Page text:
19. The Director-General briefed the Conference on the new directions and related activities in connection with FAO policies and programmes. These encompassed the following areas: the restructuring exercise, food security, forestry, fisheries. Technical Cooperation among Developing Countries (TCDC), use of genetic resources, the role of women, AIDS, the Fiftieth Anniversary of the Organization, and the World Food Summit.
20. Regarding the restructuring exercise, already mandated by Resolution 10/93 of the Conference, he said that the new structure made a much closer distinction between global and operational functions of the Organization, which were to be decentralized to improve efficiency and bring the activities of the FAO closer to the field. A special programme had been introduced to make a swift and significant impact on food security in the countries, while safeguarding their natural resources and ensuring the equitable distribution of the benefits of increased production. A second special programme related to the prevention of Transboundary Transmission of Animal and Plant Pests and Diseases (EMPRES) had also been instituted.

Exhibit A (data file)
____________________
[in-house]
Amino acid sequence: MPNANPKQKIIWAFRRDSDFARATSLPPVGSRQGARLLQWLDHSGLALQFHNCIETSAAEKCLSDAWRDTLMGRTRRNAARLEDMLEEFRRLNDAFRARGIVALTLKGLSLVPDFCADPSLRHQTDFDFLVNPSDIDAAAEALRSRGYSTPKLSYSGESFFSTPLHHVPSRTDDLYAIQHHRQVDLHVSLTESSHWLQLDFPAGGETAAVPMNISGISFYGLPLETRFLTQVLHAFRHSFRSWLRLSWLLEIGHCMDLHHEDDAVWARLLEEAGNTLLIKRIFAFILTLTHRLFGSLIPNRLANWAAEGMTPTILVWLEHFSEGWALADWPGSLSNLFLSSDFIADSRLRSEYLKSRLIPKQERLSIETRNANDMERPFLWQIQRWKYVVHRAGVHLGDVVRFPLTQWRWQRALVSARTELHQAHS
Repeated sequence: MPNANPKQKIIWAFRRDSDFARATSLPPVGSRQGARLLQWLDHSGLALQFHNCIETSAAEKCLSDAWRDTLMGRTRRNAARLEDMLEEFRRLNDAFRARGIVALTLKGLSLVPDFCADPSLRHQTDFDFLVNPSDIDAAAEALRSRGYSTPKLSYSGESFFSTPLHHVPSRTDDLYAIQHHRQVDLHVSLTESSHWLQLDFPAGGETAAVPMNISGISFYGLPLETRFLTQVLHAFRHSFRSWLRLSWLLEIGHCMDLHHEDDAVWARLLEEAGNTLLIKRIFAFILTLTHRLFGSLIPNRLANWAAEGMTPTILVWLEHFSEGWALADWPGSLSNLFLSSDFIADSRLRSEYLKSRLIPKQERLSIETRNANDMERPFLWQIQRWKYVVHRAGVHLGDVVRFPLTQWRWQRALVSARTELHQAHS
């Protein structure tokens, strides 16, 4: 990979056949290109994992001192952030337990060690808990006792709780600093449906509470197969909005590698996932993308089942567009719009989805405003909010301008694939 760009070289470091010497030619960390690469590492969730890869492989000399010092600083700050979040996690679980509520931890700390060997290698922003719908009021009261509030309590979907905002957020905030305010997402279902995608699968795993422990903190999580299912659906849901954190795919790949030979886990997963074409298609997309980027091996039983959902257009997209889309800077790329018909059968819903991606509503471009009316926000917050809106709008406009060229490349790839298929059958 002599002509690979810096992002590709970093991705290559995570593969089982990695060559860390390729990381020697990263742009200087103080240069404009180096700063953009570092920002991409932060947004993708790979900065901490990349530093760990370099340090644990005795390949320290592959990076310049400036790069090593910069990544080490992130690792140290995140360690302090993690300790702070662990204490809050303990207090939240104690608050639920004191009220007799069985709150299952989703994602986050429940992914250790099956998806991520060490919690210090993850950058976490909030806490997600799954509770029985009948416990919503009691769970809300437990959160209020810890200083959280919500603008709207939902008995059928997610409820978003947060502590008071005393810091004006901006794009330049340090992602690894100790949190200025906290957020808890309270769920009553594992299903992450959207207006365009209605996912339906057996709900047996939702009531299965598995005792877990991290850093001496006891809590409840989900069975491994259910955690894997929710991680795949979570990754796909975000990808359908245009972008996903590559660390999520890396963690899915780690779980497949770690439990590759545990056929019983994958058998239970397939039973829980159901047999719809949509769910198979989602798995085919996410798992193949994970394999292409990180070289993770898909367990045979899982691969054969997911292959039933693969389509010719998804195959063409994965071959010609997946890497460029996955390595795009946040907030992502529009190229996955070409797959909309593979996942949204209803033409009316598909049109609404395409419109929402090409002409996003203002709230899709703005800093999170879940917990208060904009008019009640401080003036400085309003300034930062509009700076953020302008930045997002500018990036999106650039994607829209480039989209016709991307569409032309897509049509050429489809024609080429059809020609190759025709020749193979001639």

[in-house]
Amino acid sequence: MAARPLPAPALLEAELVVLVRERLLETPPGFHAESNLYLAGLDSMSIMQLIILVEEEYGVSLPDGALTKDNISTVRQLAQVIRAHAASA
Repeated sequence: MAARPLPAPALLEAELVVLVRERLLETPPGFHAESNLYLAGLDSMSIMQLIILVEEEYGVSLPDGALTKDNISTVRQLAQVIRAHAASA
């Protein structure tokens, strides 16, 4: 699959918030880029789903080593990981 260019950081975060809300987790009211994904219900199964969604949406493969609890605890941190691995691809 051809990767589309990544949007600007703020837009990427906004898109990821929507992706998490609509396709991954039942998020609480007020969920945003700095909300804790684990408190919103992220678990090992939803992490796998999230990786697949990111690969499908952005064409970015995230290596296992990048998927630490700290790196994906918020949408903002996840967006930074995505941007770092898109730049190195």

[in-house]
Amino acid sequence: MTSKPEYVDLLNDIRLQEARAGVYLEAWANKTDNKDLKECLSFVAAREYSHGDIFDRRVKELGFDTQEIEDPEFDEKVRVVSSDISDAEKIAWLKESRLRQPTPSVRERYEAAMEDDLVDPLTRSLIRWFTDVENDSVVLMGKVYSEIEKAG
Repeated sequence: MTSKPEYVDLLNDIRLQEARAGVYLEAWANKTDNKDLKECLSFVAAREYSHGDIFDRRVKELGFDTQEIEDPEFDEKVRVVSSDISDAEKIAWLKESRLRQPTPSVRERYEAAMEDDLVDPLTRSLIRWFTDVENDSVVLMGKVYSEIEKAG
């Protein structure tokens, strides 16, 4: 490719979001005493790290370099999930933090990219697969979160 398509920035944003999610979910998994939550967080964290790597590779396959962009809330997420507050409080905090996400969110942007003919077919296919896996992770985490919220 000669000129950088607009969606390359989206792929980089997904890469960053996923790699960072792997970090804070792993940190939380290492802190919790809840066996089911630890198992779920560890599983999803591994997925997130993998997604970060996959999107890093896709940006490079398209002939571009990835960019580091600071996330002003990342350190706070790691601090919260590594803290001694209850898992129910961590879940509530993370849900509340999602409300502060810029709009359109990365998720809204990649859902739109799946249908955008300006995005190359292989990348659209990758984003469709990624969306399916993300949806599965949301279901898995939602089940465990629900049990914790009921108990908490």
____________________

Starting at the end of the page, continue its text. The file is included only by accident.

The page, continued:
21. With regard to forestry, action had been taken to refocus priorities which would increase FAO's presence in the sector. Similarly, the fisheries programme had been reinforced and resources were being made available for aquaculture development. Ministers responsible for forestry and fisheries would be invited to the next session of the respective technical Committees to review developments and make appropriate recommendations. A new agreement to promote TCDC for priority programmes in the agriculture, forestry and fisheries sectors had been formulated and submitted to the governments for approval. FAO was also assisting with the implementation of AIDS prevention programmes for the rural youth in some countries of the Region and evaluating AIDS impact on agricultural production.